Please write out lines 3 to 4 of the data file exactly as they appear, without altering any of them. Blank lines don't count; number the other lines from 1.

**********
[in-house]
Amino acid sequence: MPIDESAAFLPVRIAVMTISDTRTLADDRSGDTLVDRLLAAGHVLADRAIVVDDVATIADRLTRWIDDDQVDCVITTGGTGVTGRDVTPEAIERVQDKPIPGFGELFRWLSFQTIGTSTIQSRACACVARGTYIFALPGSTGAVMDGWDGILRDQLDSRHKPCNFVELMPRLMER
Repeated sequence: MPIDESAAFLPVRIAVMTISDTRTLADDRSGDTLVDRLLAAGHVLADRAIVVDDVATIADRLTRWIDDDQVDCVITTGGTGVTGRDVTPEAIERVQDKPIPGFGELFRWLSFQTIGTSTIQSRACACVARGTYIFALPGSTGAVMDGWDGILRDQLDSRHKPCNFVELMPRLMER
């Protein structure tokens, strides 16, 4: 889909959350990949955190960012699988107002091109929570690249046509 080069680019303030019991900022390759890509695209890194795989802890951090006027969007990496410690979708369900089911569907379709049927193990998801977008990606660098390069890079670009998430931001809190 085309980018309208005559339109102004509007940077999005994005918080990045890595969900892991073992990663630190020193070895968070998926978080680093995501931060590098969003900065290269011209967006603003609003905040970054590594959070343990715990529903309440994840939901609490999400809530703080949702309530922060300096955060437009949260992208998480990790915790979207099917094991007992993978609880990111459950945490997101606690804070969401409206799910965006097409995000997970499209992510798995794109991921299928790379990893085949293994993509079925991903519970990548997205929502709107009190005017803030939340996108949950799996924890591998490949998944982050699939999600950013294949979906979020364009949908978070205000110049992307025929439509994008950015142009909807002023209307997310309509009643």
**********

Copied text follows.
Repeated sequence: MPIDESAAFLPVRIAVMTISDTRTLADDRSGDTLVDRLLAAGHVLADRAIVVDDVATIADRLTRWIDDDQVDCVITTGGTGVTGRDVTPEAIERVQDKPIPGFGELFRWLSFQTIGTSTIQSRACACVARGTYIFALPGSTGAVMDGWDGILRDQLDSRHKPCNFVELMPRLMER
């Protein structure tokens, strides 16, 4: 889909959350990949955190960012699988107002091109929570690249046509 080069680019303030019991900022390759890509695209890194795989802890951090006027969007990496410690979708369900089911569907379709049927193990998801977008990606660098390069890079670009998430931001809190 085309980018309208005559339109102004509007940077999005994005918080990045890595969900892991073992990663630190020193070895968070998926978080680093995501931060590098969003900065290269011209967006603003609003905040970054590594959070343990715990529903309440994840939901609490999400809530703080949702309530922060300096955060437009949260992208998480990790915790979207099917094991007992993978609880990111459950945490997101606690804070969401409206799910965006097409995000997970499209992510798995794109991921299928790379990893085949293994993509079925991903519970990548997205929502709107009190005017803030939340996108949950799996924890591998490949998944982050699939999600950013294949979906979020364009949908978070205000110049992307025929439509994008950015142009909807002023209307997310309509009643």